200%: It has been reported by 'The Daily Beast' that "celebrity culture is over". They say that the price for paparazzi photos is down 31 percent; photo budgets of celebrity obsessed magazine 'US Weekly' has fallen from $8m to $5m; and US sales of celebrity-licensed products. e.g. perfumes, are decreasing. Do you see this as signals that celebrity culture is over, or is there a certain celebrity fatigue amongst the public whereby it's in a waning phase as celebrity fascination is always with us to a greater or lesser extent?
Richard Phillips: There are bound to be periods of over celebrification. Fatigue occurs when the production of the form exceeds demand. The specialization of blogs, websites and now Twitter is to distribute the minutiae of needless information about every A to D-listed star. At a certain point attrition and consolidation are inevitable, as in any marketplace. The backlash is articulated at present in the propulsion of the non-celebrity celebrities of reality productions, for they increase the potential that the next superstar may be in fact ourselves. Warhol's fifteen minutes no longer has any relevance and seems as quaint as twenty-cent gallon of gas.

200%: What is your view about people like Kim Kardashian of whom it has been said "don’t need any talent whatsoever to be able to become a celebrity".
Richard Phillips: Kim Kardashian's talent IS the production of celebrity itself. Those who say that she has no talent are hanging on to an antiquated idea that equates a conventional separation of celebrity being the result of a distinctively recognized set of accomplishments. Her ability to understand the reductive constituent components of what it takes to create and maintain the full-time presence of celebrity is what sets her apart from all reality personalities and has placed her in context with those who achieved celebrity through older methods.

200%: Do you consider that your understanding of painting has developed further (increased depth of knowledge) in the last few years? Have you become more proficient in photorealism, or painting flesh tones?
Richard Phillips: Over the past year and a half my painting method has changed in some specific ways.

Rather than developing an image from a charcoal drawing, I've switched to pastels because it allows me to focus on color and drawing at the same time in preparation for my painting. The advantage of this change is the immediacy pastels create to my subjects and the move away from photographic imitation. In the construction of my paintings I have worked with the paint maker Robert Doak and the printing studio Axel Fine Arts in Brooklyn to come up with a way of technically screening my composite images in paint onto a traditional ground. I therefore start from a photo silk screened grisaille which is ready to accept the final stage of my painting. This dramatically reduces the time a painting takes to create and makes the process more responsive.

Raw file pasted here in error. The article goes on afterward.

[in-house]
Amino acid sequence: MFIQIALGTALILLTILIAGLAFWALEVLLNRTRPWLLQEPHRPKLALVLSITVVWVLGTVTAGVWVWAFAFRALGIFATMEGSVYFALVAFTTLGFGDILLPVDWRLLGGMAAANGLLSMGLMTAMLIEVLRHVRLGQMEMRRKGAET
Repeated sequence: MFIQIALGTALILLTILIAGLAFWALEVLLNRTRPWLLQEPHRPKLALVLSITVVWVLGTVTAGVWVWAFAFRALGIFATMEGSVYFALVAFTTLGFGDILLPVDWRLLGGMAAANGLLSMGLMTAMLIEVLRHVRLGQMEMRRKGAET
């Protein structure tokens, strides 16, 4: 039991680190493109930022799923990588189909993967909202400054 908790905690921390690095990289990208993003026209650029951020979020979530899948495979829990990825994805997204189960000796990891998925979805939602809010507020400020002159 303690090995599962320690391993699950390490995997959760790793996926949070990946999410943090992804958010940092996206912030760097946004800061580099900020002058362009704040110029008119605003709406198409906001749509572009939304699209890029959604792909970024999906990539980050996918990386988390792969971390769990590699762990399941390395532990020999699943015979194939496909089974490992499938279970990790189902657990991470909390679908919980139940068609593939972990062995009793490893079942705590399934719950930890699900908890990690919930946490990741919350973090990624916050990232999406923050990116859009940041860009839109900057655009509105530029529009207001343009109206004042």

Since it is, in effect, painting out an existing photographic image, it is precisely anti-photorealistic and entirely sensibility based. This accounts for a greater sense of presence of flesh like our own.

200%: John Currin told me that "you're very good at finishing  paintings". Can you describe how you know when and / or how to finish a painting?
Richard Phillips: As one of my paintings moves toward conclusion, the options for changes decrease to the point where the painting literally turns the corner and starts rejecting further effort. If I go past that point, adding or changing anything forces me to immediately backtrack and reestablish what was the finished state. This was very much the case with the last painting of the group, Dakota Fanning. That point came when I was working on the last section of her hair, and after nine previous paintings, I knew unquestionably that it was time to stop.

Interview written and conducted by Thierry Somers, with contribution by Marie Drysdale.
Paintings: Richard Phillips, Zac Efron, 2010, Oil on Linen, 95 x 78 in. (241.3 x 198.1 cm), © the artist, Courtesy White Cube